The aftermath of Hamas’s release of some hostages last week illustrated the importance of the captives to Israel’s framing efforts. One of the freed hostages, eighty-five-year-old Yocheved Lifshitz, gave a press conference at the Ichilov Hospital, where she was treated after being released, and said she had been held in good conditions. Afterward, a nurse treating Lifshitz reported that hospital staff had been instructed to not speak to the public about the treatment Lifshitz received in captivity, and Lifshitz’s family claims they received the same instructions.

None of this is to suggest Hamas is necessarily treating all of the captives well, or that the hostages shouldn’t be released immediately as part of a cease-fire. But if Israel was serious about rescuing its hostages, it would not be bombing them or cutting off their access to food, water, energy, and medical care. It would not be refusing to trade any of its thousands of Palestinian prisoners for them. (The Iranian government also claimed on October 16 that Hamas would be willing to give up the hostages in exchange for an end to Israeli airstrikes on Gaza.)

There are other reasons to doubt the sincerity of the Israeli government. It took until October 15, over a week after the hostages were taken, for Netanyahu to meet with representatives of their families. At the meeting, an attendee unknown to the other family members argued in favor of Netanyahu’s scorched-earth approach, telling them, “[I love my relatives] no less than the rest of you love your own family members. But at the end, we have to look at the people of Israel and the future of our existence here.” Many of the family members in the room and others in the Israeli media have since accused the attendee of being planted to shore up support for Israel’s war policy.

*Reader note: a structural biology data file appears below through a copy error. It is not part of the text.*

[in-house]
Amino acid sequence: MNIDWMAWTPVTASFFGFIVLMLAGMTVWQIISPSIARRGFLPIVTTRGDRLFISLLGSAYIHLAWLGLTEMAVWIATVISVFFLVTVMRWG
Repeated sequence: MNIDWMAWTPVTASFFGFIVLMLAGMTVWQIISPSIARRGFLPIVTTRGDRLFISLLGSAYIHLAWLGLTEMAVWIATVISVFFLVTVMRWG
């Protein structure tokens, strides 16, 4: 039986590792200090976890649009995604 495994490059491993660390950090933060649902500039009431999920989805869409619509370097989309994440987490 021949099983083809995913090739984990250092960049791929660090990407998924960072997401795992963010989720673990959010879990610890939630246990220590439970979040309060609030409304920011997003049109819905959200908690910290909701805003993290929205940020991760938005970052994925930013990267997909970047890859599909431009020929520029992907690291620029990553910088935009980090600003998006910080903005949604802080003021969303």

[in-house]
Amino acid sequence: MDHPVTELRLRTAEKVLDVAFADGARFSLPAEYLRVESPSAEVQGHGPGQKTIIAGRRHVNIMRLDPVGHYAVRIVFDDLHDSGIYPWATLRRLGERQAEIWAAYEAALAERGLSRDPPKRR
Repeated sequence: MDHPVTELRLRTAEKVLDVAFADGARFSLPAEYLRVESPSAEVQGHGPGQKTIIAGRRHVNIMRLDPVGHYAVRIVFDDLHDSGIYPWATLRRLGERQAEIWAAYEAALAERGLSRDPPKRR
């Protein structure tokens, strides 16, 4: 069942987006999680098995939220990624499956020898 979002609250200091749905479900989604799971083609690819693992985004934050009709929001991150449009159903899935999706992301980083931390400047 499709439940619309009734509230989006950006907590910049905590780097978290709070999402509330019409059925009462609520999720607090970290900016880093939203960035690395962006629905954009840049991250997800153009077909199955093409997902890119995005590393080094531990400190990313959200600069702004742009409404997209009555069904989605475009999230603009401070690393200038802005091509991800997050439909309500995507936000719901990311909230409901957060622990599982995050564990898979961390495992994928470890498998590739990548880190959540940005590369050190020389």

In an interview, Yasmin Porat — an Israeli inhabitant of Kibbutz Be’eri, one of the kibbutzim attacked by Hamas on October 7 — testified that she and other hostages were held by Hamas for two days, until the arrival of the Israeli Defense Forces on October 9. She said that the Israeli soldiers killed Hamas militants and Israeli hostages alike, and an Israeli tank blasted buildings where hostages were held. During the fighting, according to another resident of the kibbutz who was away at the time, “at least 112 Be’eri people were killed.”

Convenient Props

Whatever the Israeli government’s motives, it’s clear that Israel is using the October 7 attack and the hostages to justify a brutal assault on Gaza — perhaps with the hopes of annexing more territory. Last week, Israel’s foreign minister said that by “the end of this war . . . the territory of Gaza will also decrease.” In recent days, the Israeli Intelligence Ministry has been circulating an internal memo proposing resettling displaced Gazans in Egypt. And an Israeli think tank headed by Netanyahu’s former national security officer, Meir Ben Shabbat, has issued a report arguing the war on Gaza provides a “unique and rare opportunity to evacuate the whole Gaza Strip in coordination with the Egyptian government,” in order to achieve the “relocation and final settlement of the entire Gaza population.”

In the West Bank, where there is no Hamas presence, Israel has also apparently used the war as an excuse to accelerate colonization, arming settler militias, murdering over one hundred Palestinians, and depopulating two Palestinian towns. In Israel itself, the government is ramping up domestic repression, seeking to ban Al Jazeera and arrest anyone who spreads information that would “harm national morale.”

Israel’s war today is not about fighting terrorism or rescuing hostages. It is about violently advancing its expansionist project, in Gaza, the West Bank, and Israel itself — Palestinian and Jewish lives be damned.